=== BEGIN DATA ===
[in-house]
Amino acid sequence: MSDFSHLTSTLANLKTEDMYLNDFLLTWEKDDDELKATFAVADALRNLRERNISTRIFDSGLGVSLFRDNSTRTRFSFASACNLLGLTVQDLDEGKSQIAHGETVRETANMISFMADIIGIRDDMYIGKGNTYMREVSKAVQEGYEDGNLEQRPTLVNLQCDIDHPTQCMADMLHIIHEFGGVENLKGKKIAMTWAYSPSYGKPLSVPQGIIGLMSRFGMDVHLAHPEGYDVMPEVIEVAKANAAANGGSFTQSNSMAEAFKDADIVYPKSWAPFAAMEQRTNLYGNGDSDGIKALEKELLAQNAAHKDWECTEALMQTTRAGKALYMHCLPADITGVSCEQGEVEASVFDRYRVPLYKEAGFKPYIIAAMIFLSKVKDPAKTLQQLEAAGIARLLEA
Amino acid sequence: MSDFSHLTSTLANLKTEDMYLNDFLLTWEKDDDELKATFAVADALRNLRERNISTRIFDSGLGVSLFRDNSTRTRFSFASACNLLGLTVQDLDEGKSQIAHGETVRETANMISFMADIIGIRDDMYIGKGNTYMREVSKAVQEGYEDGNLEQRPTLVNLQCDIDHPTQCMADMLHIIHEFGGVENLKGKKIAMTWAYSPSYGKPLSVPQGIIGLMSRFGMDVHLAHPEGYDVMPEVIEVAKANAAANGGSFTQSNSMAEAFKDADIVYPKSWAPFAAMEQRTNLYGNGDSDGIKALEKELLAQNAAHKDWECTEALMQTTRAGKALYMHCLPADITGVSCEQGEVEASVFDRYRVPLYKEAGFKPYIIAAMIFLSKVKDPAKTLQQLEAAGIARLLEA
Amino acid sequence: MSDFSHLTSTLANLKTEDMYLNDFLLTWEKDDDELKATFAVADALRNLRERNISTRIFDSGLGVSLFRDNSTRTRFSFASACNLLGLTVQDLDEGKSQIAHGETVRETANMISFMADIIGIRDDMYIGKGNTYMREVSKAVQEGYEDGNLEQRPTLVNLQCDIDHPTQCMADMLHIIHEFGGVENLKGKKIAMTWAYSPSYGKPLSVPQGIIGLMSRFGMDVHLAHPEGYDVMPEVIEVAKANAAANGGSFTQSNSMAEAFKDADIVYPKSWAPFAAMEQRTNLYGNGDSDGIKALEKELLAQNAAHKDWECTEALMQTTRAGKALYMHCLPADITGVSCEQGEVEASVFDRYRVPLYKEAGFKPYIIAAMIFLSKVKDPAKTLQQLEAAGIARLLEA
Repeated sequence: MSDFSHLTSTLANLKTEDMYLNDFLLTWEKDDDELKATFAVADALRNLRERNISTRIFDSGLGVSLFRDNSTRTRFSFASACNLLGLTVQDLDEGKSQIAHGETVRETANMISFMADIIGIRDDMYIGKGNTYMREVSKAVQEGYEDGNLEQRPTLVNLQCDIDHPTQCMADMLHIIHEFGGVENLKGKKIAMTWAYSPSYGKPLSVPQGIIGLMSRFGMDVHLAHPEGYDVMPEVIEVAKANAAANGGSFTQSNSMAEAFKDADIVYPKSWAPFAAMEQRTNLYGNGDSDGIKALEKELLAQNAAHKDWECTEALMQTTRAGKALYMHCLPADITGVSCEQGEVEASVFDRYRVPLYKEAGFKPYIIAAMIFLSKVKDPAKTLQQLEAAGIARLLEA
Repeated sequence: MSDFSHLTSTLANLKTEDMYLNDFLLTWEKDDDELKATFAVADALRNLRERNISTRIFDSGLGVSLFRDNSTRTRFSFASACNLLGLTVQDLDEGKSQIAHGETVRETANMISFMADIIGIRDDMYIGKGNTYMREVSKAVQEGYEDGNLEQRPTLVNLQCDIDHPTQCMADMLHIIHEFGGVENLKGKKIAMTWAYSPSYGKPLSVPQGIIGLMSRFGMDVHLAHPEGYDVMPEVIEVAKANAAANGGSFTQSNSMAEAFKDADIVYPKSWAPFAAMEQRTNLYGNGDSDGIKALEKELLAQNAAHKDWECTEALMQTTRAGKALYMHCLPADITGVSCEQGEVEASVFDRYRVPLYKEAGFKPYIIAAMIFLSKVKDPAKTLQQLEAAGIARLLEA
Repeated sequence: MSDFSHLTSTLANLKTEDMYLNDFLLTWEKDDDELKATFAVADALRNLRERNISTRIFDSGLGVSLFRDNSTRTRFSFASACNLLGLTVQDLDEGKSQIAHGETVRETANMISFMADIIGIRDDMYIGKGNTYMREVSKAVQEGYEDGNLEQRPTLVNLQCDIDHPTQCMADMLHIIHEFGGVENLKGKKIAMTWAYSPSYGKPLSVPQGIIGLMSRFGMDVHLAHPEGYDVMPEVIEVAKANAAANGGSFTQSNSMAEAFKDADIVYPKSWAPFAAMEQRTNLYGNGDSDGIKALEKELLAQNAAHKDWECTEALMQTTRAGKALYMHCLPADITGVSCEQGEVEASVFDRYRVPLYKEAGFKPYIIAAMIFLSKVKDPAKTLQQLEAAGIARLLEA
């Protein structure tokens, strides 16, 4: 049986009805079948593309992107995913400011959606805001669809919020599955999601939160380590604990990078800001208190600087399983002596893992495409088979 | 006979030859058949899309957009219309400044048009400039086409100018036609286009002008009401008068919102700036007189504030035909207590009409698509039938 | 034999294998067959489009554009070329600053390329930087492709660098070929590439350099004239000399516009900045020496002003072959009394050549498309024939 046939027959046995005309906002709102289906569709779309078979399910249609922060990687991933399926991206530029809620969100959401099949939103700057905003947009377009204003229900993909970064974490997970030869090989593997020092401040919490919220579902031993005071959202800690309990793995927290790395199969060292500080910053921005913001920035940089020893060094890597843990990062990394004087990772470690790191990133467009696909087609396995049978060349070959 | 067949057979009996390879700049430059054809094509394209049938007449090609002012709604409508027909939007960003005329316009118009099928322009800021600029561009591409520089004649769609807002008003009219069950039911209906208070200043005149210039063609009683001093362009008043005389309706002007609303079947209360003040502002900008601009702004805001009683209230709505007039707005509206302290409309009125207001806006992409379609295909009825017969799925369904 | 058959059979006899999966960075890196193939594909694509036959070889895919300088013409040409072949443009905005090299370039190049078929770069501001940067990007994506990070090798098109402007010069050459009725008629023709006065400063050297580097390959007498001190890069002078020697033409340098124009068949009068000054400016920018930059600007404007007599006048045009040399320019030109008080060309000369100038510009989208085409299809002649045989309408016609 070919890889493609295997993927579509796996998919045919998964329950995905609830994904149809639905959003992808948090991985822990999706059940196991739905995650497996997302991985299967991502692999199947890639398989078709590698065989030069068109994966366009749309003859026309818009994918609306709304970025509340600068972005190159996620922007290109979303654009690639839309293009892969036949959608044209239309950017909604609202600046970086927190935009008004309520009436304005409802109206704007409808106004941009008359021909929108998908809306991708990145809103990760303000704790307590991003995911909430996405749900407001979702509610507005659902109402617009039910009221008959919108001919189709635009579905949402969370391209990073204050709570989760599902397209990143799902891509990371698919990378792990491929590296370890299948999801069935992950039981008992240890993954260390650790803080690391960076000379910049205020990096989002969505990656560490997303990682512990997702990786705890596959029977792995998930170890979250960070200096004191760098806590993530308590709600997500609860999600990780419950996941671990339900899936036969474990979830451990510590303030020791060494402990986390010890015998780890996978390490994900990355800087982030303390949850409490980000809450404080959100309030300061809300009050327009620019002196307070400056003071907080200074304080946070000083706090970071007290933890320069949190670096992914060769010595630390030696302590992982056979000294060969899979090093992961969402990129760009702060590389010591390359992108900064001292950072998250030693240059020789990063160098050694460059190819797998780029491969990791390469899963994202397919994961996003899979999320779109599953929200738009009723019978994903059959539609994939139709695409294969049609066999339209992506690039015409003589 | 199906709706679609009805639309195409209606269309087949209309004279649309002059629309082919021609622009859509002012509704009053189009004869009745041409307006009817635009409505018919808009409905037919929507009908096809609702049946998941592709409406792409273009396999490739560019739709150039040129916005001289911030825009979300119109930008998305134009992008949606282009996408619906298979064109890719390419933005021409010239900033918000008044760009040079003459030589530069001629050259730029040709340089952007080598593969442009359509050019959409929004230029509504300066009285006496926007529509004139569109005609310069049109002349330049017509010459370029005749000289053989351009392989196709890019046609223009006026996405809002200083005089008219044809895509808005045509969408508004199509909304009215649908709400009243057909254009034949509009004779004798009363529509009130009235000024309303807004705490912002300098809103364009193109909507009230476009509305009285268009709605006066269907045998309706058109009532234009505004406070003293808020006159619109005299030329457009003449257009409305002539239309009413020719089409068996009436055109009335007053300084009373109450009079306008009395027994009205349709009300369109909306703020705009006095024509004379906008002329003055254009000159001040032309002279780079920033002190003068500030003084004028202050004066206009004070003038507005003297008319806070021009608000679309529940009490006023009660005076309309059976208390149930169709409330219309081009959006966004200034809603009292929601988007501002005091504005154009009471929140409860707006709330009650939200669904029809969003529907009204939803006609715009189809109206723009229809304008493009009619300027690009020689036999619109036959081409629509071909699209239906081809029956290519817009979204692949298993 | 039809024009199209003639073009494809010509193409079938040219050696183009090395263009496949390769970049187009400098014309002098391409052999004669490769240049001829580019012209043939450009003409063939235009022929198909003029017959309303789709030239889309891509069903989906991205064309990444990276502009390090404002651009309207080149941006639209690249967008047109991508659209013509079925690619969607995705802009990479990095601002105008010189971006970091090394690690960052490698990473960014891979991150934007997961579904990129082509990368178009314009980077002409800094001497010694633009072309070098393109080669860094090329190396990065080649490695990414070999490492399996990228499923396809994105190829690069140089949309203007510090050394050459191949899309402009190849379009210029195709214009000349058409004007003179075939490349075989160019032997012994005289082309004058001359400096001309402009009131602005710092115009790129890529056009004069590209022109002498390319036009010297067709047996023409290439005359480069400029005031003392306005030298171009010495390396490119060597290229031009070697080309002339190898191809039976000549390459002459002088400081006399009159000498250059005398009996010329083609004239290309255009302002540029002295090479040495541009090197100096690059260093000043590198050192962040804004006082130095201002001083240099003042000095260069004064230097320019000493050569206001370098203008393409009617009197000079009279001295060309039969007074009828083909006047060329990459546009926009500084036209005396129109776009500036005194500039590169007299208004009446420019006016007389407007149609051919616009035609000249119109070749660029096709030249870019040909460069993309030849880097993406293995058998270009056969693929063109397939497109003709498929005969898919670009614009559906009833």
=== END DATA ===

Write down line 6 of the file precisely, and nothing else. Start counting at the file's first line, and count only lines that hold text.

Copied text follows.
Repeated sequence: MSDFSHLTSTLANLKTEDMYLNDFLLTWEKDDDELKATFAVADALRNLRERNISTRIFDSGLGVSLFRDNSTRTRFSFASACNLLGLTVQDLDEGKSQIAHGETVRETANMISFMADIIGIRDDMYIGKGNTYMREVSKAVQEGYEDGNLEQRPTLVNLQCDIDHPTQCMADMLHIIHEFGGVENLKGKKIAMTWAYSPSYGKPLSVPQGIIGLMSRFGMDVHLAHPEGYDVMPEVIEVAKANAAANGGSFTQSNSMAEAFKDADIVYPKSWAPFAAMEQRTNLYGNGDSDGIKALEKELLAQNAAHKDWECTEALMQTTRAGKALYMHCLPADITGVSCEQGEVEASVFDRYRVPLYKEAGFKPYIIAAMIFLSKVKDPAKTLQQLEAAGIARLLEA